Following a ten month investigation dubbed, "Operation Dinner Out", police have arrested 12 individuals, including alleged members of the Trinitarios, Latin Kings and Bloods gangs, for selling drugs out of a now-shuttered Briarwood, Queens restaurant.
From a Queens County District Attorney's office press release:
As part of the investigation, officers executed five court-authorized search warrants and recovered four firearms, including a defaced Colt .38 caliber revolver; a defaced sawed off Mosburg shotgun; a .380 Sig Sauer semi-automatic and a Remington 870 shotgun with a scope. Also seized were more than a kilo of cocaine; 777 glassines of heroin (more than one ounce) and two ounces of marijuana; as well as $3,520.
Police Commissioner Ray Kelly said, “When illegal drugs are sold at a restaurant we can expect that violence associated with guns, drug sales and gang activity will also show up on the menu. I want to commend the detectives from the NYPD’s Queens Gang squad and prosecutors from the District Attorney’s office who worked together to shut down this rogue restaurant and bring these gang members to justice.”
The 12 defendants are variously charged with numerous counts of criminal sale of a controlled substance, criminal possession of a controlled substance, criminal possession of a weapon and assault.
Gothamist chuckles at a miserable review the restaurant in question, The La Braza, owned by alleged Trinitarios gang member Brian Romero, received on Yelp. "If there was a '0 star option'", the review reads, "this place would be there! Decor of a strip club, with bright red chairs, Scarface playing on TV, cuss word rap music blaring from the stereo, a rude waitress, thugs hanging out in the bar area, and horrible, inedible food, this place takes the cake for the worst restaurant I have ever eaten at!"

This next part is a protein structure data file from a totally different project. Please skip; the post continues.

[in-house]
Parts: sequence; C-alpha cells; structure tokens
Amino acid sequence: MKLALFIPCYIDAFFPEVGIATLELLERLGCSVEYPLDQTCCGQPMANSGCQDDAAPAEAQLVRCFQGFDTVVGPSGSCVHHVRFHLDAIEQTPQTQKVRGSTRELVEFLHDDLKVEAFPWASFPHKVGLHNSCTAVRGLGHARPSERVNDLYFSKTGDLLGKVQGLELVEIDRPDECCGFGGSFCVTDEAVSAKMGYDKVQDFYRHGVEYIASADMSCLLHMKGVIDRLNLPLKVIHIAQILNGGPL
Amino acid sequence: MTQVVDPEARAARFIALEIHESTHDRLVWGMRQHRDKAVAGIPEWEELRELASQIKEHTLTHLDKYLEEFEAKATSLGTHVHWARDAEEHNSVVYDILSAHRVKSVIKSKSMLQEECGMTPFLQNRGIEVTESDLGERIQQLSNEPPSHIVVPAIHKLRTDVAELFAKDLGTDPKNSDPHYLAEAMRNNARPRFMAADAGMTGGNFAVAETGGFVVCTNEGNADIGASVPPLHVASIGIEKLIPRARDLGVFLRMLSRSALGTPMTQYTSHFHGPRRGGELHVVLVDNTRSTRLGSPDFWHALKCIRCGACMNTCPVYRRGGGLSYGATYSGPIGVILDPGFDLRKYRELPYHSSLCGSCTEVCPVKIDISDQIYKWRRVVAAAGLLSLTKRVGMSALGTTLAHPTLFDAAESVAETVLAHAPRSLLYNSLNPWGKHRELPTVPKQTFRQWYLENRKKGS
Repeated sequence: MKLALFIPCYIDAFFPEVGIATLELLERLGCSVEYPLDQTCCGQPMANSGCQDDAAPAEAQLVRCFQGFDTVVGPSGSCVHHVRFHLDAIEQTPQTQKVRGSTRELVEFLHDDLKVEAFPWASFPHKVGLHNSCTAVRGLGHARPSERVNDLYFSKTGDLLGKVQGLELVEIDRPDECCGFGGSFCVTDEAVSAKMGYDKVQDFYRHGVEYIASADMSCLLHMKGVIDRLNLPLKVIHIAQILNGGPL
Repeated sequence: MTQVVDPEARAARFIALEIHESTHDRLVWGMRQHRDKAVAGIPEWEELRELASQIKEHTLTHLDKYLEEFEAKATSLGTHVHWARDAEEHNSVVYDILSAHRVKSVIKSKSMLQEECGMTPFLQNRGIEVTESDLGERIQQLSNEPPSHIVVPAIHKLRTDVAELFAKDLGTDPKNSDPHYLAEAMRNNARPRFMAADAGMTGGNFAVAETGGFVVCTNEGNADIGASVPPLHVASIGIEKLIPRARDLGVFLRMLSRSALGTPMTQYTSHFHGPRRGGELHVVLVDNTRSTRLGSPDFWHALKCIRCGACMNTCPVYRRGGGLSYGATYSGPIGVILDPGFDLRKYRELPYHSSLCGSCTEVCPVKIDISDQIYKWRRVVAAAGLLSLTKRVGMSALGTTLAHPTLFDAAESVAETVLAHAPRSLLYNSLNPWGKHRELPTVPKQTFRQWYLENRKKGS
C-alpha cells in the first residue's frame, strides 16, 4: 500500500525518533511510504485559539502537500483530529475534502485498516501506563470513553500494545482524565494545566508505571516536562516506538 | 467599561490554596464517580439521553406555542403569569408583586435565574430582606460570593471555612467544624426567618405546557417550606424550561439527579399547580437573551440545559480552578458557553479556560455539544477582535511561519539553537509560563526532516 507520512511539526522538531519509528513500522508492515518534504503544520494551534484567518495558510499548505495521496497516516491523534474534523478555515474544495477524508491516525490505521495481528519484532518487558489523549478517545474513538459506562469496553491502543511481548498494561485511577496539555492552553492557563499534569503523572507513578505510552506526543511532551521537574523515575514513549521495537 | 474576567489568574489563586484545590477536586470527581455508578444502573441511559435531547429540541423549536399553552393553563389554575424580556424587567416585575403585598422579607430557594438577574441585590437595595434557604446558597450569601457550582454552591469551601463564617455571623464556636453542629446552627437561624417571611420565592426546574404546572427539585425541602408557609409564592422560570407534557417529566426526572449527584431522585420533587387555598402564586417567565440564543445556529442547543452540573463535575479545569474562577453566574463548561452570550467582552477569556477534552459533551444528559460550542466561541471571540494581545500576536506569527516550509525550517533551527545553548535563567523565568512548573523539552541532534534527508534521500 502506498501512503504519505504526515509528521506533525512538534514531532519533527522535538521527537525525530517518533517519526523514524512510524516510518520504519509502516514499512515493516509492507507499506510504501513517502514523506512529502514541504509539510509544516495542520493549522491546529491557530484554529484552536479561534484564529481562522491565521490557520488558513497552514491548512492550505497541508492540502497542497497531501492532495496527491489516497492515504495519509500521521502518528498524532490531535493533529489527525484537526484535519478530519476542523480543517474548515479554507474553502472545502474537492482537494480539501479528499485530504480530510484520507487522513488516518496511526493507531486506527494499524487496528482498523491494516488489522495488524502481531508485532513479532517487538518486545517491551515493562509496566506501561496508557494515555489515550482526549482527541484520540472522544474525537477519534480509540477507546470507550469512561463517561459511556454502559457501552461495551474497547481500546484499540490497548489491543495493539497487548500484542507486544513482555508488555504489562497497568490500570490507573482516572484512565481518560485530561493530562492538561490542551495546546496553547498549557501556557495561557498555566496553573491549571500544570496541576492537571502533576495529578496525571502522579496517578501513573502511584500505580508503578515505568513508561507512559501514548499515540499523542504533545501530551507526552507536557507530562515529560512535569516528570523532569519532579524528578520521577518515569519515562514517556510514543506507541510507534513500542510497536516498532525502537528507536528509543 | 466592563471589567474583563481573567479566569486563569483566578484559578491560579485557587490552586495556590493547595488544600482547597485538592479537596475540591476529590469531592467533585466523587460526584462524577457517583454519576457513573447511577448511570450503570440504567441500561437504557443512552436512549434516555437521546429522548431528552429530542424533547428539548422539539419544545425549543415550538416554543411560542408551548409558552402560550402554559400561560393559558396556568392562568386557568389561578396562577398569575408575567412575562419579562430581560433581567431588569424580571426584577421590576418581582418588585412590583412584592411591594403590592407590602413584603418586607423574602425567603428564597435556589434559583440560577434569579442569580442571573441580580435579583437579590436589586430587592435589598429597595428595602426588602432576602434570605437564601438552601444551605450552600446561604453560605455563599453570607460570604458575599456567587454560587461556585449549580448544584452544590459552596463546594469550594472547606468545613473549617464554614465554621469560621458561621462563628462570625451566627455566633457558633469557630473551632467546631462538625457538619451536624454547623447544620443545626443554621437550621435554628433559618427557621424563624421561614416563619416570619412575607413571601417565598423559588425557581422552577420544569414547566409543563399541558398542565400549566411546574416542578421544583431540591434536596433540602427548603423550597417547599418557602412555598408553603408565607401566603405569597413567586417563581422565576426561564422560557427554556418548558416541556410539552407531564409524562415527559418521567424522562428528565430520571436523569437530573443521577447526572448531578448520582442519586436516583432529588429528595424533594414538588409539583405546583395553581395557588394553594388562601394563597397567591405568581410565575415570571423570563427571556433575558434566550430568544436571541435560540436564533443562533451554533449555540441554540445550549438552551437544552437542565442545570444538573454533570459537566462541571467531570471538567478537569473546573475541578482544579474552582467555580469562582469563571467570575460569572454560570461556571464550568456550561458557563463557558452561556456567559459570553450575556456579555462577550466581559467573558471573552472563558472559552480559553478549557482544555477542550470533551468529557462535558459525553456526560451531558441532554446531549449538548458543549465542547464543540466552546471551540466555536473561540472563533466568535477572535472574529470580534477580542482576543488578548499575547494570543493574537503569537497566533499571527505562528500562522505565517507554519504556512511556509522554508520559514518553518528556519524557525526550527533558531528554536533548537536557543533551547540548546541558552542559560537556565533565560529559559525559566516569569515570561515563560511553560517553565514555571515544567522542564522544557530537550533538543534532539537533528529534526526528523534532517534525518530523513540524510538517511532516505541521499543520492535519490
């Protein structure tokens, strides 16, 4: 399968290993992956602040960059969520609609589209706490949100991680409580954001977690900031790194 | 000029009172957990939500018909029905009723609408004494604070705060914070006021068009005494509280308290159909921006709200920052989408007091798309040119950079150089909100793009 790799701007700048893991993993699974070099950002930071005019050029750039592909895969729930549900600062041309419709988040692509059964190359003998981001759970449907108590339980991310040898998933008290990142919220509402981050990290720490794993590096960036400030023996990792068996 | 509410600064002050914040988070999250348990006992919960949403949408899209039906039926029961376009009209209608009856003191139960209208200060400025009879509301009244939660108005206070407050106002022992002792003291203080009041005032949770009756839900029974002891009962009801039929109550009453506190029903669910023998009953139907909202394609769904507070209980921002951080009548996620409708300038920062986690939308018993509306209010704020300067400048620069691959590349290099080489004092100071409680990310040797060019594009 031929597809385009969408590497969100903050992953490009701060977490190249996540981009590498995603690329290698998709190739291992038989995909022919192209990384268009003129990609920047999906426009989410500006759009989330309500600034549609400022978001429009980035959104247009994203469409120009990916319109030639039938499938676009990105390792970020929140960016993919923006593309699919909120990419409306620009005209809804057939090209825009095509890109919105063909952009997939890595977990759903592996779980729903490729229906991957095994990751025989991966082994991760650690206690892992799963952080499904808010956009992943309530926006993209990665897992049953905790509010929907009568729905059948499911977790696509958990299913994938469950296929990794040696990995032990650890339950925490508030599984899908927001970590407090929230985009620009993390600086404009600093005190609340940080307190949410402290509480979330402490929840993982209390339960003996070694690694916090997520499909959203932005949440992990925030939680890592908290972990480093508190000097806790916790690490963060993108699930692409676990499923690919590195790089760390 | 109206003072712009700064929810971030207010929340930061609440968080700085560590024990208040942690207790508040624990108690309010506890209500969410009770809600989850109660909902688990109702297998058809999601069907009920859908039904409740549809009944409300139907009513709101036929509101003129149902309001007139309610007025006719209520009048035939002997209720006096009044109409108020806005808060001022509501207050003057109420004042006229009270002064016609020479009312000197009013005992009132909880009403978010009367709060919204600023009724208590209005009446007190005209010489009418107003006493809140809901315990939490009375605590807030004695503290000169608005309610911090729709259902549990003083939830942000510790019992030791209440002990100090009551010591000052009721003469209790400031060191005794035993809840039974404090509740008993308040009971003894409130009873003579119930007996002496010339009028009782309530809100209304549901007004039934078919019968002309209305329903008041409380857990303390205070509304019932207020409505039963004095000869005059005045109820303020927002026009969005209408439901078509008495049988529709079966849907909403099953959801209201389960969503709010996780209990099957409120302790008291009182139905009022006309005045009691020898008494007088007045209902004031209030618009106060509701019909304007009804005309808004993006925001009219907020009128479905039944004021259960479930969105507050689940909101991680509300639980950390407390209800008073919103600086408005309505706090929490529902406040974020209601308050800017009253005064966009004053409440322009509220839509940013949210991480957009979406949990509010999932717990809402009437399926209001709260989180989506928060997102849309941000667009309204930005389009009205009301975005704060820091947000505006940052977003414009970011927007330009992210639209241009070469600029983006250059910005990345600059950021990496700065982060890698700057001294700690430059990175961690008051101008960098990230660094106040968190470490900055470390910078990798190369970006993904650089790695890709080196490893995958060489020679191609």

It's been a banner year for the NYPD in busting drug operations with similarly innocuous fronts.
In August cops busted a drug ring operating out of Nel Boy Bagels in Staten Island that sold oxycodone, Percocet, Xanax pills, cocaine, heroin and marijuana. In March, authorities caught on to an ice cream truck that sold oxycodone. And in January three sanitation workers were arrested for selling cocaine and oxycodone with clever, colorful calling cards.